Members of Parliament’s Budgets and Economic and Monetary Affairs committees debated the need for a euro area budget with finance ministers Jeroen Dijsselbloem (Netherlands, also Euro Group President), Michel Sapin (France), Pier Carlo Padoan (Italy), Pierre Gramegna (Luxembourg), Peter Kažimír (Slovakia), Edward Scicluna (Malta) and Euclid Tsakalotos (Greece) on Monday evening.
The ministers took different views on the idea of having a fiscal capacity, or Euro zone budget. Some said it would be good for the Euro zone to have a real fiscal capacity, but that it should go hand-in-hand with further risk sharing and risk mitigation and that democratic control would be needed. Greek minister Tsakalotos said he would welcome a Eurozone budget as a fiscal policy instrument as “wage rates are now, internationally, the only real shock-absorbers”.
Others were more reluctant, saying that the rules of the European Stability Mechanism (ESM), the 6-pack and 2-pack should be adhered to before inventing new rules. Eurogroup President Jeroen Dijsselbloem insisted that economic convergence should come first, adding that “solidarity means rights AND obligations”. Some of his likeminded colleagues advocated a “step-by-step approach without treaty changes”.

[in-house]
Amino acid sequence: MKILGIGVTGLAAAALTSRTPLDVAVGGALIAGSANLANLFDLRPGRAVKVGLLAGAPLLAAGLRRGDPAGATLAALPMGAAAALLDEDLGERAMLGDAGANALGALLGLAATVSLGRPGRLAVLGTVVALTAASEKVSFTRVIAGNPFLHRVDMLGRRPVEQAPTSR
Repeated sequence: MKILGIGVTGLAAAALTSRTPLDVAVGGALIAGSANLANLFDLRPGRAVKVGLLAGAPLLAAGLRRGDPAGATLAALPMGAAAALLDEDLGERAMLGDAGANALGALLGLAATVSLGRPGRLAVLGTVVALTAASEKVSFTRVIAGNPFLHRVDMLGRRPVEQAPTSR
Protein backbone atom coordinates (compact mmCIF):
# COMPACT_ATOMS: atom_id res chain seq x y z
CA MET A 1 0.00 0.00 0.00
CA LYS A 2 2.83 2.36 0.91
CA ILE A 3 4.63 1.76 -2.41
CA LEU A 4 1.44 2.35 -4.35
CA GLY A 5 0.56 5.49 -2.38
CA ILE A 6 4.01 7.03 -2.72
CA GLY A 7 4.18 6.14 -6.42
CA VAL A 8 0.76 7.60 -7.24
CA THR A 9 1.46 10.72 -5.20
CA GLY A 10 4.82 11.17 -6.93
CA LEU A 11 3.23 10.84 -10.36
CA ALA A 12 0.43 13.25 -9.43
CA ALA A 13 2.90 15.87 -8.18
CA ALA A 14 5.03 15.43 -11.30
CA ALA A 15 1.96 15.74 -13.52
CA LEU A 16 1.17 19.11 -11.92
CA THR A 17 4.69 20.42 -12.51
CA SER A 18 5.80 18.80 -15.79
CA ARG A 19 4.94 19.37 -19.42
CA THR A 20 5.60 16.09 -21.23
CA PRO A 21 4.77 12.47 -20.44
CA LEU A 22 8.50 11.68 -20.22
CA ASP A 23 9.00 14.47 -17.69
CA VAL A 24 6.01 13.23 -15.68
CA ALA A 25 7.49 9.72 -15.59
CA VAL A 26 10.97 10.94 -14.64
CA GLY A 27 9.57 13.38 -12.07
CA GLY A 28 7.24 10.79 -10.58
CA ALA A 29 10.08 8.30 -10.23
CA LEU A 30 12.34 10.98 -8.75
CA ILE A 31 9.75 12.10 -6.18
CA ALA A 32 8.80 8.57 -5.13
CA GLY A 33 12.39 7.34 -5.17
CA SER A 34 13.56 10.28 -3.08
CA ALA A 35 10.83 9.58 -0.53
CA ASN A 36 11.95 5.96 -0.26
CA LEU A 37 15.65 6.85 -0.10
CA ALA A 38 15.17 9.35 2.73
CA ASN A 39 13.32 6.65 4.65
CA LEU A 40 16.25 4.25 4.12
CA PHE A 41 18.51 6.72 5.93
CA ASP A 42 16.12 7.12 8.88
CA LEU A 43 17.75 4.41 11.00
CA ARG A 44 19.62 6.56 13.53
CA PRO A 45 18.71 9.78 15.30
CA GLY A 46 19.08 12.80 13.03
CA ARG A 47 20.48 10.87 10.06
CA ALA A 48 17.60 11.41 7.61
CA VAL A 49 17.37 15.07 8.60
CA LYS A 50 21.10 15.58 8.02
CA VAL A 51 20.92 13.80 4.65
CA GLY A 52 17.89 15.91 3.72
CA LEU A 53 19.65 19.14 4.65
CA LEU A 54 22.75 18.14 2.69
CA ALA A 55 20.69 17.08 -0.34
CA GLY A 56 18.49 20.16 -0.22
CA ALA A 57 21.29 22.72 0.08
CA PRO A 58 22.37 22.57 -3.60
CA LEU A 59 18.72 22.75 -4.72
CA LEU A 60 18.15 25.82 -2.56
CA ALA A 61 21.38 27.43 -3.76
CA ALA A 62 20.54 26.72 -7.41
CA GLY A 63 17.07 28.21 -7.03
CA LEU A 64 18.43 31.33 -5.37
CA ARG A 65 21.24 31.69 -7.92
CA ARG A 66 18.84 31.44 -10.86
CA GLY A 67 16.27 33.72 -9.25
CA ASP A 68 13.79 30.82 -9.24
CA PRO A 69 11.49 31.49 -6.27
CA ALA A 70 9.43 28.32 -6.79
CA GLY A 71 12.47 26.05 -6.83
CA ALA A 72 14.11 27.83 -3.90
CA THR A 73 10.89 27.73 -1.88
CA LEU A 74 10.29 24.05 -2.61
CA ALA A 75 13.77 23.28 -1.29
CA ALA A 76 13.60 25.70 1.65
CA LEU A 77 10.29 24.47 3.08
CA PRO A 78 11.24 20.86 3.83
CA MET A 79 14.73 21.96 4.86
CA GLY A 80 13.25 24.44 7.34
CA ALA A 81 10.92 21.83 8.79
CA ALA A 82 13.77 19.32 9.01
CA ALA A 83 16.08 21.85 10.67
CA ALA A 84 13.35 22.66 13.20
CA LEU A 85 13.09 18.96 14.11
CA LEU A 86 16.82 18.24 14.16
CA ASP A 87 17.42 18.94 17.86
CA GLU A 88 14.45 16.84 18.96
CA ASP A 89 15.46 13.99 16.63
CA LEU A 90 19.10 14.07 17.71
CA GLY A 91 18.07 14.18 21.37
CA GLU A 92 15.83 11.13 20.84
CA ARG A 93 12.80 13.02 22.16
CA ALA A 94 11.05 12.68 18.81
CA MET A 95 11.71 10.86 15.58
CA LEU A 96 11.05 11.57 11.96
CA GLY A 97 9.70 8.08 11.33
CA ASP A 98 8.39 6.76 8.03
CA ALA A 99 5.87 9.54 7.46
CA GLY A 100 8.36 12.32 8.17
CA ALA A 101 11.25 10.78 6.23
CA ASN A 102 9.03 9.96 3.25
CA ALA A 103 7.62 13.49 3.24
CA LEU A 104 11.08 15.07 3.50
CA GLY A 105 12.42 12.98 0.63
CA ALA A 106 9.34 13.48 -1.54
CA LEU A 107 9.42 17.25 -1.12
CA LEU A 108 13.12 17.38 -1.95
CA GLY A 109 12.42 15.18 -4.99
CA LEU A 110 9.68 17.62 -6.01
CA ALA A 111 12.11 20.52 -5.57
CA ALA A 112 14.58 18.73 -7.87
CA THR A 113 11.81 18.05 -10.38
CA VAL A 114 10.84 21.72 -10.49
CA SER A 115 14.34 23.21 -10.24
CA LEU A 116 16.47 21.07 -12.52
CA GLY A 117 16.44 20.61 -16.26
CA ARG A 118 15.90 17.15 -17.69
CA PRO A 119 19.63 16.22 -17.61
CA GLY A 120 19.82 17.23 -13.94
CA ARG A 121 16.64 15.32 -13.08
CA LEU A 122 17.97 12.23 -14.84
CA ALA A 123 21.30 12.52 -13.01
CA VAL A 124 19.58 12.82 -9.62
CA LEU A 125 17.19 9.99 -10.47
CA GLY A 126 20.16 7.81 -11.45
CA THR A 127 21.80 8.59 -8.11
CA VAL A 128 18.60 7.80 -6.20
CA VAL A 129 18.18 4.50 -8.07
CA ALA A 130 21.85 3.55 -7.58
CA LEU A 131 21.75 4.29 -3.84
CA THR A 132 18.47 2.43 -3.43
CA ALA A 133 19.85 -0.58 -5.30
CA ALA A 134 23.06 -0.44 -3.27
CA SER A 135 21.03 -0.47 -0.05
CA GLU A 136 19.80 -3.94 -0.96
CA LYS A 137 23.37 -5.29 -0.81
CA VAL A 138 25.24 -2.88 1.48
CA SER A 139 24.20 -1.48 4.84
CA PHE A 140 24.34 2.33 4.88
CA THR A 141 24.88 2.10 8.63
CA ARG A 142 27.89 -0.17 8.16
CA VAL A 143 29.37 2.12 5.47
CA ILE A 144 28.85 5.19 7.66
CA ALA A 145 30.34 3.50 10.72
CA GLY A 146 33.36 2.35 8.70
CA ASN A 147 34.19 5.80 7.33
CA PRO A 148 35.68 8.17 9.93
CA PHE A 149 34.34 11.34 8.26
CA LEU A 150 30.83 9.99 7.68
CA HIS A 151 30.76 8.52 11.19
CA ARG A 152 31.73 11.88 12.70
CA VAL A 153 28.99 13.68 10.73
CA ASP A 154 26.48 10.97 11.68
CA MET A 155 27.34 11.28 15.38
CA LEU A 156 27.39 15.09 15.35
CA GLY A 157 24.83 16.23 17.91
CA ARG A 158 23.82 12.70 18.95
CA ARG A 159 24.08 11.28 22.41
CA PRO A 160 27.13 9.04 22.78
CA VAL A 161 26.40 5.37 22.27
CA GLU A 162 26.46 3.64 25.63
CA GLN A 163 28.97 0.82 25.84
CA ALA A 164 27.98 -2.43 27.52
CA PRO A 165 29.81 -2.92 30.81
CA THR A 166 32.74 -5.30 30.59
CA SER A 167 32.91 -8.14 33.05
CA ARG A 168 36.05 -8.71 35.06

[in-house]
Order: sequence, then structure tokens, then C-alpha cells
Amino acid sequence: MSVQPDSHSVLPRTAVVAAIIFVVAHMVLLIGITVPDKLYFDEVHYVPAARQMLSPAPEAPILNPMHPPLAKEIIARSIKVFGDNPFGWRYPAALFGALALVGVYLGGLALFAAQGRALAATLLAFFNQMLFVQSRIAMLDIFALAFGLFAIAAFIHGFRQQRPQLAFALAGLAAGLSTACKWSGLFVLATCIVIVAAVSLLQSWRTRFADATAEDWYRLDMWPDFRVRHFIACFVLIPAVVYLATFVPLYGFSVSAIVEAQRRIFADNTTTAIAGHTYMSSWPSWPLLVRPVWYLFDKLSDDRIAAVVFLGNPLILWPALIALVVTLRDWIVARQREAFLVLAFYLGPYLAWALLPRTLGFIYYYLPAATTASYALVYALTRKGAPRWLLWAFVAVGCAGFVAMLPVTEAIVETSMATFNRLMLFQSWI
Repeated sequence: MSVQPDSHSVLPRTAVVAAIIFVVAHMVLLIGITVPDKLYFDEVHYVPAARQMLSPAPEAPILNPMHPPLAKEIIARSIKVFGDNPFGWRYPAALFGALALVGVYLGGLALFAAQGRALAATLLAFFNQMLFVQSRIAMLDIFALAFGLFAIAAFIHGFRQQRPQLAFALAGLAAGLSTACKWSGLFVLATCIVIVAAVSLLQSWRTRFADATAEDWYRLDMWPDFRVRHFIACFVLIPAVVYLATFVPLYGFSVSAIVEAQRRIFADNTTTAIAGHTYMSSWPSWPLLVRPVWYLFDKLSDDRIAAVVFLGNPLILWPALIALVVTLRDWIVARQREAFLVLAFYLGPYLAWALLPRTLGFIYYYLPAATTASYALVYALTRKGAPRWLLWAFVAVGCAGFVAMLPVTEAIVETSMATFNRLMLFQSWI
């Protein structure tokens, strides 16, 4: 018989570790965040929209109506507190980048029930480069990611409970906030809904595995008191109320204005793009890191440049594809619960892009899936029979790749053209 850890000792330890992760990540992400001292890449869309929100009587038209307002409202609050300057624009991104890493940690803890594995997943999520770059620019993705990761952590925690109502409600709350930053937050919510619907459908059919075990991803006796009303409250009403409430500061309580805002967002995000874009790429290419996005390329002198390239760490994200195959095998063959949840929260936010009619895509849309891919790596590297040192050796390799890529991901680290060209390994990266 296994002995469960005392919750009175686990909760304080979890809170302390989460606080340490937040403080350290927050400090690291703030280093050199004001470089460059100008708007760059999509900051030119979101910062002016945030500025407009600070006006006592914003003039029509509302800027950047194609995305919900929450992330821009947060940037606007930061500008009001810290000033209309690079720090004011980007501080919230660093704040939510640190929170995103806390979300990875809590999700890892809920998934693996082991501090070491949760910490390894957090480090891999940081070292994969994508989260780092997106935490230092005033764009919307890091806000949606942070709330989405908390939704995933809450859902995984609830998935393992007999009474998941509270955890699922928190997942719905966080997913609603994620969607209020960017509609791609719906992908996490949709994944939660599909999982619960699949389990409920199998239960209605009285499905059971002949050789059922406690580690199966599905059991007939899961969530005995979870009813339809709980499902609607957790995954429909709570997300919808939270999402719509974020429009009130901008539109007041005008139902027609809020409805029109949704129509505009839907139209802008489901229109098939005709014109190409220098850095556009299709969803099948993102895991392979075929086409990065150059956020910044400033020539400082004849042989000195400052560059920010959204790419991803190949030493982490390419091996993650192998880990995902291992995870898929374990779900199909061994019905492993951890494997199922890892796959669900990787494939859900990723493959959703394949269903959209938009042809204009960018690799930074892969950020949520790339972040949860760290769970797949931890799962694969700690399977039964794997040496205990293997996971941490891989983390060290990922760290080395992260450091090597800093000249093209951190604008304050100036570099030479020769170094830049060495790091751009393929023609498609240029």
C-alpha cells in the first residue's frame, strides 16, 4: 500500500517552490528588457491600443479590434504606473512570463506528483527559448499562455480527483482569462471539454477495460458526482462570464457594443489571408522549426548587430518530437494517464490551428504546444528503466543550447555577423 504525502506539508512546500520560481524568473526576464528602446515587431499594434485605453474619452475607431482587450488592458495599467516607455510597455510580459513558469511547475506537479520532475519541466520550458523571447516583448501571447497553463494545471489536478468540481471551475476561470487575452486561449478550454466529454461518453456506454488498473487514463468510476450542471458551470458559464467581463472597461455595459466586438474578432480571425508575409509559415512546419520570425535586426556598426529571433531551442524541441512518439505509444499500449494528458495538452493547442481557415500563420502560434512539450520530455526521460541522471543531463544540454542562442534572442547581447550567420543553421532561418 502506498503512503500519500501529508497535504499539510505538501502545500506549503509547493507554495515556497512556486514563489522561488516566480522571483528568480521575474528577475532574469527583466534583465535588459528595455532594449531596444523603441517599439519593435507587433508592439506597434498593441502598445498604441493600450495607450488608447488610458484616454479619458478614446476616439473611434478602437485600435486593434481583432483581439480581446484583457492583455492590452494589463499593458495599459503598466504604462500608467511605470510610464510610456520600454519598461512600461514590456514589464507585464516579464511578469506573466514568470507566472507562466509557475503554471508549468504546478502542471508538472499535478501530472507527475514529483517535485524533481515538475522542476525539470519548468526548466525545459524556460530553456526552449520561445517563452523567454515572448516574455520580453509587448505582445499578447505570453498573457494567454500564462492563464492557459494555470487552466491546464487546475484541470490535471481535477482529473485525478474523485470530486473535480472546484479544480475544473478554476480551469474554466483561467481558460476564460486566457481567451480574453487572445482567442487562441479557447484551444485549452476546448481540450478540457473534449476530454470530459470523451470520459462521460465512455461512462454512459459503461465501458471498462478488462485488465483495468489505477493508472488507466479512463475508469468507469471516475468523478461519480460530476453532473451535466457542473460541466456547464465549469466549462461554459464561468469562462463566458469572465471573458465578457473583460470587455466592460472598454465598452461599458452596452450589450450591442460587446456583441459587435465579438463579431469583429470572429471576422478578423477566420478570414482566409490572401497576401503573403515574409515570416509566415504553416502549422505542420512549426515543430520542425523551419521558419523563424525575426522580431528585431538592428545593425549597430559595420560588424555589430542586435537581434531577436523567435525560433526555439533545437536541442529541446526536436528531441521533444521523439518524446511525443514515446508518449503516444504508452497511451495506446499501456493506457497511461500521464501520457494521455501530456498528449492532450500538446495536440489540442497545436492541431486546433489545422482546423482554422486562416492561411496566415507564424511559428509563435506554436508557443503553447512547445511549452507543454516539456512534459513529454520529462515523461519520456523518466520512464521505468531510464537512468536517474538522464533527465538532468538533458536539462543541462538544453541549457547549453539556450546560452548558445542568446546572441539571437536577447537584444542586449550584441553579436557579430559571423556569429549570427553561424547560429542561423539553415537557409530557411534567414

Views also differed amongst MEPs. Questions were raised about how such a budget would be financed and whether the roots of the crisis should not be better addressed before launching new initiatives such as these. Some MEPs were critical of the Stability and Growth Pact, as the rules have been bent many times and countries bending them have not been sanctioned. Others pointed out that whilst some imbalances are sanctioned, others - like the German current account surplus - are not. And some left-wing MEPs wholeheartedly advocated a European redistributive system, including EU revenues.
Parliament is working on a report putting forward proposals to build “a fiscal capacity for the euro zone”, drafted by Reimer Böge (EPP, DE) for the Budgets Committee and Pervenche Berès (S&D, FR) for Economic and Monetary Affairs Committee.
The report will be Parliament’s contribution to the White Paper on the completion of the Economic and Monetary Union, which the EU Commission is expected to present in 2017. In the post-Brexit context, it is likely to call for ambitious proposals to make the euro area more resilient to shocks, foster growth and restore trust.
The results of the debate will feed into the compromises currently being prepared with a view to approving the report in the committees 26 September and by Parliament as a whole at the October II plenary session.
The draft report and the amendments that were tabled can be found here.
Live replay of the debate here.
In the chair: Jean Arthuis (ALDE, FR) and Roberto Gualtieri (S&D, IT)